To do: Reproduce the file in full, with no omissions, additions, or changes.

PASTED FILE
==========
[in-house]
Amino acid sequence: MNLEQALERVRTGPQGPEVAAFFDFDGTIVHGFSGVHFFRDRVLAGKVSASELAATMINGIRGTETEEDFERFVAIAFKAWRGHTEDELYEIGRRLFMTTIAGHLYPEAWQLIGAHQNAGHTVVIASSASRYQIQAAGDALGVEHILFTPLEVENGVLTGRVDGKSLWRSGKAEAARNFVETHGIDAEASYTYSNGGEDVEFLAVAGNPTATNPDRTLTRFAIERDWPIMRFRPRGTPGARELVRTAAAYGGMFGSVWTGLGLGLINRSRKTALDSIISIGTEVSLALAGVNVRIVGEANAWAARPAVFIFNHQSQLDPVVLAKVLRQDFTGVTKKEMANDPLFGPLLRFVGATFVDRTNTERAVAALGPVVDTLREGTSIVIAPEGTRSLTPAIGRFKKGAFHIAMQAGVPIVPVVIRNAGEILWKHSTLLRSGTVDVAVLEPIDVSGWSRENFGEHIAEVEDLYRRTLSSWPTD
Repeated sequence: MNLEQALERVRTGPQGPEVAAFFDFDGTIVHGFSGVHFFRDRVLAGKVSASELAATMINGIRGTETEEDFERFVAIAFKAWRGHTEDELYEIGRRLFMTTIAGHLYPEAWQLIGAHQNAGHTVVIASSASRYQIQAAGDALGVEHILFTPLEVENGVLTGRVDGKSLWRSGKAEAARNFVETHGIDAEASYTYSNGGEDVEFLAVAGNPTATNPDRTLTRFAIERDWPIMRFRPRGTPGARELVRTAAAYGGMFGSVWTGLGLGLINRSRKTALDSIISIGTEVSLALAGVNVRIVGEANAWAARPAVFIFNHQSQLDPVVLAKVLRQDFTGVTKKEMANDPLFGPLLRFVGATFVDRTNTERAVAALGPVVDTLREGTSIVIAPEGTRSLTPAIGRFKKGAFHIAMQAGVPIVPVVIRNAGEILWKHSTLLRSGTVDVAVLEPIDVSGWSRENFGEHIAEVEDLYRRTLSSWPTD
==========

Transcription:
[in-house]
Amino acid sequence: MNLEQALERVRTGPQGPEVAAFFDFDGTIVHGFSGVHFFRDRVLAGKVSASELAATMINGIRGTETEEDFERFVAIAFKAWRGHTEDELYEIGRRLFMTTIAGHLYPEAWQLIGAHQNAGHTVVIASSASRYQIQAAGDALGVEHILFTPLEVENGVLTGRVDGKSLWRSGKAEAARNFVETHGIDAEASYTYSNGGEDVEFLAVAGNPTATNPDRTLTRFAIERDWPIMRFRPRGTPGARELVRTAAAYGGMFGSVWTGLGLGLINRSRKTALDSIISIGTEVSLALAGVNVRIVGEANAWAARPAVFIFNHQSQLDPVVLAKVLRQDFTGVTKKEMANDPLFGPLLRFVGATFVDRTNTERAVAALGPVVDTLREGTSIVIAPEGTRSLTPAIGRFKKGAFHIAMQAGVPIVPVVIRNAGEILWKHSTLLRSGTVDVAVLEPIDVSGWSRENFGEHIAEVEDLYRRTLSSWPTD
Repeated sequence: MNLEQALERVRTGPQGPEVAAFFDFDGTIVHGFSGVHFFRDRVLAGKVSASELAATMINGIRGTETEEDFERFVAIAFKAWRGHTEDELYEIGRRLFMTTIAGHLYPEAWQLIGAHQNAGHTVVIASSASRYQIQAAGDALGVEHILFTPLEVENGVLTGRVDGKSLWRSGKAEAARNFVETHGIDAEASYTYSNGGEDVEFLAVAGNPTATNPDRTLTRFAIERDWPIMRFRPRGTPGARELVRTAAAYGGMFGSVWTGLGLGLINRSRKTALDSIISIGTEVSLALAGVNVRIVGEANAWAARPAVFIFNHQSQLDPVVLAKVLRQDFTGVTKKEMANDPLFGPLLRFVGATFVDRTNTERAVAALGPVVDTLREGTSIVIAPEGTRSLTPAIGRFKKGAFHIAMQAGVPIVPVVIRNAGEILWKHSTLLRSGTVDVAVLEPIDVSGWSRENFGEHIAEVEDLYRRTLSSWPTD